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Five Healthy Lunch Box Tips for Teens

Teenage Girl Holding A Bowl Of Salad And Smiling At The Camera High school cafeterias are notorious for offering foods that are less than healthy. If your teen is getting sick of hamburgers and pizza for lunch during the week, they may be considering brown bagging it. Here are five healthy lunch box tips your teens may want to incorporate into their bagged lunches.

1. Encourage your teen to pack foods from at least three food groups. This could mean sandwiches, some carrot sticks, and piece of fruit. It could also mean taking leftovers from the night before, a salad, and fruit at the bottom yogurt. The key is to consider what your teen likes to eat and then purchase things you know they’ll like and that are healthy choices. If they pack a healthy lunch they are more likely to have the energy and mental clarity for the remainder of the school day. If they eat cafeteria food, or worse yet – get something from the candy machine, they may have an energy crash from sugar overload.

2. Ask your teen to go with you to choose the food they’d like to include in their lunches. Then, when you’ve returned home, suggest to your teen that they may want to begin preparing their meals for the week. They can place some items in paper bags in the fridge so they can finish filling them the night before school. This way the bagged lunches are ready for them to grab and go.

3. Instead of placing everything in zip top bags, you might suggest that your teen place some foods into small plastic containers. This will help keep those foods fresher as well as contain any liquids that may be part of the meal. One great meal idea for small plastic containers is to chop up left over chicken breasts, add chopped grapes and a little bit of mayonnaise to create a wonderful chicken salad to make any teen jealous.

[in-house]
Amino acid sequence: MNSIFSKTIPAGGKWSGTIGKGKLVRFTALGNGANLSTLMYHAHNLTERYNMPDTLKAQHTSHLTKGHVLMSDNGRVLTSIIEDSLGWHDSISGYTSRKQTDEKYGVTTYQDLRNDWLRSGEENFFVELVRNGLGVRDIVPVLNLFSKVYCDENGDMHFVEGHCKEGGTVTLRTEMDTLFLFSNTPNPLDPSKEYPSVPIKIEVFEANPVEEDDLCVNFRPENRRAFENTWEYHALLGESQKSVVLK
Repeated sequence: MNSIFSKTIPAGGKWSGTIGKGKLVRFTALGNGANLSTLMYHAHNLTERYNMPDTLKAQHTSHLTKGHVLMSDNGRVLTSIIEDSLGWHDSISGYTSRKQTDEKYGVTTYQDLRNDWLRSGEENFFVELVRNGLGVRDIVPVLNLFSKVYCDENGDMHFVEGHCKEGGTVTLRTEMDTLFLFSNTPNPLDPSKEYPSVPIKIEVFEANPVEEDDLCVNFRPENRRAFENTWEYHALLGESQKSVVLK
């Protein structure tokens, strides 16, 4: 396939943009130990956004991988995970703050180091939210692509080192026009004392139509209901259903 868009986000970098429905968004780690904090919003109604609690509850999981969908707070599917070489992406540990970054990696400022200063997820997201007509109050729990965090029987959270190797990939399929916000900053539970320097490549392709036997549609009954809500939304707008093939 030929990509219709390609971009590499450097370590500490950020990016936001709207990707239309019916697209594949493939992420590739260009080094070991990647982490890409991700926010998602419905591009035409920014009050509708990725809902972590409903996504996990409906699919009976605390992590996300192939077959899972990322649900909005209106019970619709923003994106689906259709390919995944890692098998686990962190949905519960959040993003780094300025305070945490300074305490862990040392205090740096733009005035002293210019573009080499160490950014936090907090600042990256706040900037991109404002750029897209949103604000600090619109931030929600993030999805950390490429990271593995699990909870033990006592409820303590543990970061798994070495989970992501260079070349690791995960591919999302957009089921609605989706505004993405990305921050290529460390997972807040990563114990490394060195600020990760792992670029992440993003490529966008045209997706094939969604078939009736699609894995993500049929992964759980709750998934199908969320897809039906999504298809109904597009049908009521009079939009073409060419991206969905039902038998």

4. Rather than making traditional sandwiches, your teen can create wraps instead. Use tortilla shells and spread a little bit of cream cheese on it. Cover it with shredded cheese, chopped chicken and shredded carrots. You have a fresh take on a sandwich. They may actually find they prefer the roll-ups instead of sandwiches made with bread.

5. Don’t forget to include fish for your teen’s healthy lunch. They can make a tuna salad sandwich on whole wheat bread or can add the tuna to a tossed salad. Either way they choose to eat them, tuna is a good choice for a healthy lunch.

School lunches don’t have to be boring to be healthy. In fact, your teen can pick and choose healthy alternatives to what is offered in the school cafeteria and make them at home. Maybe they won’t eat a healthy lunch box meal every day of the week, but replacing cafeteria food with a healthy meal from home can do wonders for their health, how well they concentrate in afternoon classes, and the amount of energy they have left when they return home.